It's World Antibiotic Awareness Week and the Ministry of Health is reminding New Zealanders that we all contribute to antibiotic resistance and we can all do something to help combat it.
The Ministry has been collaborating with other organisations including the Ministry for Primary Industries, the Health Quality & Safety Commission (HQSC), PHARMAC and the Pharmaceutical Society of New Zealand. We are working together to help raise awareness of this important issue and remind people that we can all help keep antibiotics working.
We encourage New Zealanders to take advantage of the ‘Antibiotic Amnesty’ which will be promoted in participating pharmacies from 18 November through until the end of the year, with the support of the Pharmaceutical Society of New Zealand.
“Antibiotics are essential for treating bacterial infections in humans and animals. Antibiotic resistance stops an antibiotic from working effectively against bacteria. It makes infections difficult, and sometimes impossible to treat,” says Dr Ian Town, The Ministry of Health’s Chief Science Advisor.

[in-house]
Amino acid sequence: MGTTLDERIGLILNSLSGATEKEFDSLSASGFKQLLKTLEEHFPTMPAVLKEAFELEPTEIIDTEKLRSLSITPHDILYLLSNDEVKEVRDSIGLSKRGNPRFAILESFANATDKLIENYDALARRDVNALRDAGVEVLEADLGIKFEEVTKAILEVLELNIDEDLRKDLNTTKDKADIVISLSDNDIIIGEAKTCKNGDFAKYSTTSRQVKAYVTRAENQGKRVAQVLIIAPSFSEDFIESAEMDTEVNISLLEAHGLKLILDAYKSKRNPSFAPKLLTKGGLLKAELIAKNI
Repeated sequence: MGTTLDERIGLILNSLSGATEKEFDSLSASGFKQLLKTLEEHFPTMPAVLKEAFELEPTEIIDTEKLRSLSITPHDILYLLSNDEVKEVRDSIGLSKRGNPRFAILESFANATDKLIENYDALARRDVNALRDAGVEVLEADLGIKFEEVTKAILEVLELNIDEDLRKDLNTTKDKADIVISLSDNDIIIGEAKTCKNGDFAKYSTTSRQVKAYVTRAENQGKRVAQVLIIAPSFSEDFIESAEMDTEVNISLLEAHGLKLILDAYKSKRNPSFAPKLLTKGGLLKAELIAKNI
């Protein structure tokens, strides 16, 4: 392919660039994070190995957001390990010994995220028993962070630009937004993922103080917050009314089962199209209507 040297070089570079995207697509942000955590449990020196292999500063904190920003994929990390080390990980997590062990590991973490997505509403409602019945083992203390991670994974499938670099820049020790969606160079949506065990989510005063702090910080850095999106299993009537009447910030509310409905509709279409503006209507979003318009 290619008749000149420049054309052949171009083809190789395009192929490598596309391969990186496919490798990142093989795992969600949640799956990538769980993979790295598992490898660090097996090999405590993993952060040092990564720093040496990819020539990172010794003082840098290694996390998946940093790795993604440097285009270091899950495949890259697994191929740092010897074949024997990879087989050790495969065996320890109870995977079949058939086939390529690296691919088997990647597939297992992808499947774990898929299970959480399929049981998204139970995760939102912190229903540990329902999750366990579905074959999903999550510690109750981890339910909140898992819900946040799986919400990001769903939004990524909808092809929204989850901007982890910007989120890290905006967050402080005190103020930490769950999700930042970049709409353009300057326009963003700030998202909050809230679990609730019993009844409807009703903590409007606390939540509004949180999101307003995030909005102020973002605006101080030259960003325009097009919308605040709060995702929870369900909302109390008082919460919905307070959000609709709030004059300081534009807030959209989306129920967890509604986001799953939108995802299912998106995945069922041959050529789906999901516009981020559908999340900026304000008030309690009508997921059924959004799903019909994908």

“The more antibiotics are used, the more bacteria are able to adapt and find new ways to survive, becoming ‘resistant’ to antibiotics.
These resistant bacteria can spread between people and are very difficult and expensive to treat. Preventing infections and their spread helps stop antibiotic resistance by reducing the need for antibiotics.
“There are few new antibiotics in development, so we need to protect the antibiotics we have to ensure these life-saving medicines remain effective in the future.
“Without them we may face a situation where cancer treatments, organ transplants and other medical procedures are no longer possible, as they rely on antibiotics to manage the risk of infection.
“There are a range of simple actions the public can take to help keep antibiotics working. This includes regular hand washing, keeping up to date with vaccinations, taking care when cooking to avoid getting food poisoning and trusting their health professional if they’re advised that they don’t need antibiotics,” says Dr Ian Town.